29 November 2008 Warning of the consequences of the current financial turmoil on other key global challenges, Secretary-General Ban Ki-moon today called for bold and effective efforts to ensure that today's emergency does not become tomorrow's human crisis with particularly devastating effects on the world's poorest.
“We gather at a fateful moment,” Mr. Ban told participants at the opening of a United Nations conference on development financing taking place in the Qatari capital, Doha.
The four-day meeting is a follow-up to the International Conference on Financing for Development that took place in 2002 in Monterrey, Mexico, which resulted in the adoption of a landmark partnership agreement by developed and developing countries focusing on issues such as domestic resource mobilization, foreign direct investment (FDI), trade, ODA and debt relief.
In addition to assessing progress on the Monterrey Consensus, as the agreement is known, participants at the conference, which include representatives of government, business and civil society, will focus on ensuring there is sufficient financing to meet key development goals amid mounting concern about the impact of the current global economic slowdown on poor nations.
Mr. Ban noted that the global financial crisis has brought “an abrupt end to a long era of global growth,” and compounds other major threats such as climate change, food insecurity and extreme poverty.
“Without exaggeration, we can say that the well-being of our people and the health of our societies – even the future of our planet – depend on what we do today and in the weeks to come,” he stressed.
While no nation has been spared, he emphasized that it is the poorest countries that will bear the brunt of the economic slowdown.
“If not handled correctly, today's financial crisis will become tomorrow's human crisis. Social unrest and political instability will grow, exacerbating all other problems. The danger, ultimately, is a cascading series of crises, each building on the other, with potentially devastating consequences for all,” he warned.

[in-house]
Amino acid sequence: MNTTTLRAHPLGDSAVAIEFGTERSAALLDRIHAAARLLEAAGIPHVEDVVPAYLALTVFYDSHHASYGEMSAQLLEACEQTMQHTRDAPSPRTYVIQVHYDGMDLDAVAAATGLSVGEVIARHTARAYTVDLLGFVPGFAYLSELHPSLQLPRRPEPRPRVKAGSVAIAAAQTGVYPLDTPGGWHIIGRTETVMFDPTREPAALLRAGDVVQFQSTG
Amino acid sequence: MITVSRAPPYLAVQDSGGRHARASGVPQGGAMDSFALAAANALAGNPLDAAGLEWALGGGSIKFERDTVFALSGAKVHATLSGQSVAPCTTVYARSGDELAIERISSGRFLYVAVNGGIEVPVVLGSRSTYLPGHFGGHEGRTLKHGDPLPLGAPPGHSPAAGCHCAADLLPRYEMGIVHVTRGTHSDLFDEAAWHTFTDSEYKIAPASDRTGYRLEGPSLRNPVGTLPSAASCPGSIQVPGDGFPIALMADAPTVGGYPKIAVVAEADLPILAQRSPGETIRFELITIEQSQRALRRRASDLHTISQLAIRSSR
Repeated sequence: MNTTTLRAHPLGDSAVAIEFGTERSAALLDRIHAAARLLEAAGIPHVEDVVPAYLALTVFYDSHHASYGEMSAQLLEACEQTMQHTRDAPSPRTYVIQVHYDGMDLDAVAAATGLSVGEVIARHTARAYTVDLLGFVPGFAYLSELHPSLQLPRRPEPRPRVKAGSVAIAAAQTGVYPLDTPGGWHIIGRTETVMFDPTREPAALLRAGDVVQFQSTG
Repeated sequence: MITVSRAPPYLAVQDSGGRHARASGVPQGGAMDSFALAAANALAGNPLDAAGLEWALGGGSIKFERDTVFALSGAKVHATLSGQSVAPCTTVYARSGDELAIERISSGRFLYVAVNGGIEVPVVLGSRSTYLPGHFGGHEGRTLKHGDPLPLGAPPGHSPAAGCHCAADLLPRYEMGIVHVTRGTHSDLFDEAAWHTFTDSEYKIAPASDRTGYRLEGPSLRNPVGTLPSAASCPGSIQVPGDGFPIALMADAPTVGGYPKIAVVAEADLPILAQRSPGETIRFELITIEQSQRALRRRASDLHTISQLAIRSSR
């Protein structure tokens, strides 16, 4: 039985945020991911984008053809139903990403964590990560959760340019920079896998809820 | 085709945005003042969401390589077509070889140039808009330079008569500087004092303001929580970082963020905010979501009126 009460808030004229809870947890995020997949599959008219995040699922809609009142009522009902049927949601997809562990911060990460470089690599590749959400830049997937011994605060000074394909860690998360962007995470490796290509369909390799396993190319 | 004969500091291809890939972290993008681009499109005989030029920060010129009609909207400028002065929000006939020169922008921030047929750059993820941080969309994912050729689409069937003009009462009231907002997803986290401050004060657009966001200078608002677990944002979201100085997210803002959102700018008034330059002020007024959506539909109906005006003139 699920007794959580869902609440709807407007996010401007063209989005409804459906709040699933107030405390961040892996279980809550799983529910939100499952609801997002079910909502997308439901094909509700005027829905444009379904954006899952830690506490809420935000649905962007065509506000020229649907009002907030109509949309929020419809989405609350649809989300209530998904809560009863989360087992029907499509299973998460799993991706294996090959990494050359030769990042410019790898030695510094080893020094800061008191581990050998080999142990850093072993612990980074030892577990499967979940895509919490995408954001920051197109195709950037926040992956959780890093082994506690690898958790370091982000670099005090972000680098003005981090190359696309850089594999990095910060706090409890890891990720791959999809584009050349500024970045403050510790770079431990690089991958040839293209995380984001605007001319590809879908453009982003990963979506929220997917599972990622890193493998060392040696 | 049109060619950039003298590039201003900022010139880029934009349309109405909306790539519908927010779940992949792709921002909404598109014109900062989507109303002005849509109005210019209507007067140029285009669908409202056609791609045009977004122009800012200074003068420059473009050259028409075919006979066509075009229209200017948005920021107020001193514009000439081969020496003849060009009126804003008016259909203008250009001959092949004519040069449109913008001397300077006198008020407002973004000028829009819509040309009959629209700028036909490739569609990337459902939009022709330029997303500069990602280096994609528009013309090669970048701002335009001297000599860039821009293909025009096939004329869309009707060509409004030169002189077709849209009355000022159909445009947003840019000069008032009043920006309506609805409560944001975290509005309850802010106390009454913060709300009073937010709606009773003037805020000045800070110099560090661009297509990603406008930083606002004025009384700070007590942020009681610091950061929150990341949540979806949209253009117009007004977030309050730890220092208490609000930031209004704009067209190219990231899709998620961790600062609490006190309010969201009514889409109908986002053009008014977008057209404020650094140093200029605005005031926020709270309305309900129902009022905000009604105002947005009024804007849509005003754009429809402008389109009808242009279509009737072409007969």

In responding to the financial crisis, Mr. Ban stressed the need for well coordinated efforts that include the entire community of nations and are based on the three pillars of cooperation, sustainability, and inclusive governance.
He recalled that the Monterrey Consensus was seen as opening a new era of cooperation, bridging the old North-South divide. “The Monterrey vision could yet deliver all that, and more. Faithfully implemented, it is a path out of our current predicament,” he stated.
Particularly important is to abide by pledges of assistance, Mr. Ban stressed, warning that reducing aid to the poorest nations under current circumstances would have devastating consequences, especially for achieving the anti-poverty targets with a 2015 deadline, known as the Millennium Development Goals (MDGs).
The Secretary-General also highlighted the need to continue fighting climate change as part of the solution to the current economic downturn. “Investments in green technologies will yield pay-offs in the long term, for a safer environment and more sustainable growth. Already, the record shows that green investment can produce jobs and spur growth,” he noted.
He said it is also crucial to step up debt relief efforts, which could free up a tremendous amount of resources for development, as well as to explore new and innovative ways to mobilize local resources.
“Like wayfarers in a boat on troubled seas, we are all in this together. I cannot stress enough that now, more than ever, we must be bold and summon the will to lead,” Mr. Ban stated.
Meanwhile, at an event focusing on development financing and gender, the Secretary-General stressed the moral imperative to empower women and promote gender equality, noting that doing so is one of the most powerful tools for fighting poverty and realizing the MDGs.
“Financing gender equality should have a prominent place on the agenda here in Doha and in our response to the financial crisis,” he said
Also addressing the opening of the conference, General Assembly President Miguel D''Escoto highlighted the need to assist those most affected by the current financial crisis.
“For our meeting to be meaningful, we must adopt the point of view of the victims of our faltering economic and financial system,” he stated. “We have a moral duty to do more than rearrange our faltering system we must transform it as well. More than new regulations, the world needs new alternatives.”
He noted that many of the pledges made six years ago remain unfulfilled, particularly regarding trade and ODA. “There is no doubt that the international community has been dragging its feet with regard to compliance with the commitments assumed at Monterrey,” he said.
“Our purpose here in Doha is to expedite these promises and infuse the development process with a sense of urgency in the face of new global challenges,” Mr. D''Escoto stated, stressing the need for the outcome document of the conference to be as strong and clear as possible.
News Tracker: past stories on this issue